Arduino V3 with transducer

Hello, first of all please excuse my bad english, not my native language.

I have an arduino v3 board and a transducer that i need to connect my board to it. so far so good but the problems start here, my transducer works at 18-36V DC and 50mA, it responds in 4-20mA.

I am attaching a snip of the transducer specs…

Can i connect it to a diffrent power source and then to my board?

Is there a driver for the board that allows this much current?

And this is the most unhoped solution, but can you suggest a board that can help? Arduino is a great language.

The Arduino analog inputs can measure voltages from 0 to 5V. By connecting a resistor to your current source you can convert current to voltage.

20 mA = 5V through 250 ohms

It’s not clear what they mean by “Max Load <500 Ohms” in the specifications. Does that mean that 250 Ohms is OK because it is less than 500?

I honestly have no idea, those are the specs translated from my native language, so i'm guessing it am not supposed to put more than 500 ohms in it.

So can i use an external power source for the transducer, then put a resistance on the analog input on the arduino to get the power down to 4.8 volts? Can you help me with a schematic?

I am planning to use a 19 volts generator.

So can i use an external power source for the transducer,

Yes.

then put a resistance on the analog input on the arduino to get the power down to 4.8 volts?

Connect a 250 Ohm resistor from the Arduino analog input pin to Ground. Connect the 4-20 mA current loop sensor across the resistor. A full-range reading (1023) will be 20 mA. The minimum reading should be about 205. If you get a zero reading it means the wire to your sensor is broken (which is why they use 4 mA as the minimum).

Connect a 250 Ohm resistor from the Arduino analog input pin to Ground. Connect the 4-20 mA current loop sensor across the resistor. A full-range reading (1023) will be 20 mA. The minimum reading should be about 205. If you get a zero reading it means the wire to your sensor is broken (which is why they use 4 mA as the minimum).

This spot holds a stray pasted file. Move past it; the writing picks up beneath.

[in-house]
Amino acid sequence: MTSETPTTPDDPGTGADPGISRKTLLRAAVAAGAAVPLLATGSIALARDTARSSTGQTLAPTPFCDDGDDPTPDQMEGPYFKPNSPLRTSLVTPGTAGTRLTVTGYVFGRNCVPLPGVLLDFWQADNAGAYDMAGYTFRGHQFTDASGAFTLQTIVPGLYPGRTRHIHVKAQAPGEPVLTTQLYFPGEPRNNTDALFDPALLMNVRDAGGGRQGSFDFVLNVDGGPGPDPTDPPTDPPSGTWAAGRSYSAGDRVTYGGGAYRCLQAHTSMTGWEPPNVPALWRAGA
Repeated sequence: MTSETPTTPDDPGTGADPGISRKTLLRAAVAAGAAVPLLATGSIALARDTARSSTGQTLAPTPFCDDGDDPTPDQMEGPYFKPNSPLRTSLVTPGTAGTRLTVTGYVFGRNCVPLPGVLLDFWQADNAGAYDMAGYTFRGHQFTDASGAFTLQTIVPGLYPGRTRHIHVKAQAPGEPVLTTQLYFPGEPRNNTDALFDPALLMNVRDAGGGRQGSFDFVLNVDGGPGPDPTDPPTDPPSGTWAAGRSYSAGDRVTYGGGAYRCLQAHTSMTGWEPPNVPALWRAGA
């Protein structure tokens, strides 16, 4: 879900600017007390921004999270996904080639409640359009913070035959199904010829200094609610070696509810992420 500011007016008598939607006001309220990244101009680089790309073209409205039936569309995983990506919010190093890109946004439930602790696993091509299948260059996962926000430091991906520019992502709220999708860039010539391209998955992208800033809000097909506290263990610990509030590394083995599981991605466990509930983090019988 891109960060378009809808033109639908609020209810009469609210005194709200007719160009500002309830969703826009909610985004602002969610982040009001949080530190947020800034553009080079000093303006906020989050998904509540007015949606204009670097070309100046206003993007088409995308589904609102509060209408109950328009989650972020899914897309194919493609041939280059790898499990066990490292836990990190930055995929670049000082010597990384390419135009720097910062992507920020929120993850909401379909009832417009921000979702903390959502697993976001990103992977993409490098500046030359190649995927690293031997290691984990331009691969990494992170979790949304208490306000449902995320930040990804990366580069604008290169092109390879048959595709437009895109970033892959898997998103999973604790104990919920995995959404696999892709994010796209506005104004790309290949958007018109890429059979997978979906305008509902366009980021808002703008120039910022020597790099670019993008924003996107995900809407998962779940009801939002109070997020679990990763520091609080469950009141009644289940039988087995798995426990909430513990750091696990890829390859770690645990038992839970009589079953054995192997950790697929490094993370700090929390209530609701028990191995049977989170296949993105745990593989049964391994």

Golden oldies. 4-20 ma loop signals from yesteryear.

Your answer is sound but there is one catch. Which side is assumed to be active? The gadget may supply the current or expect the reader (Arduino) to supply it. In any case he should follow your instructions. “Max load” suggests that it is an active device and can drive 20 ma into a 500 ohm resistance. Lower ohms should certainly be OK.

By the way how would you generate a 4-20 ma signal from an Arduino?

I don’t really understand what you are saying, i am attaching a picture of the transducers connector cables, can you help me with a schematic?

I don't really understand what you are saying, i am attaching a picture of the transducers connector cables, can you help me with a schematic?

With the transducer powered up, simply connect a 220 ohm (or similar) resistor across pins 2 & 3. No Arduino at this point. Vary the transducer across its range and check the voltage at the resistor. You should get 0.88 volts to 4.4 volts if the device is outputting 4-20 ma.

What does this transducer do? Your diagram says is "digital output" which is rather vague.

It's a vibration transducer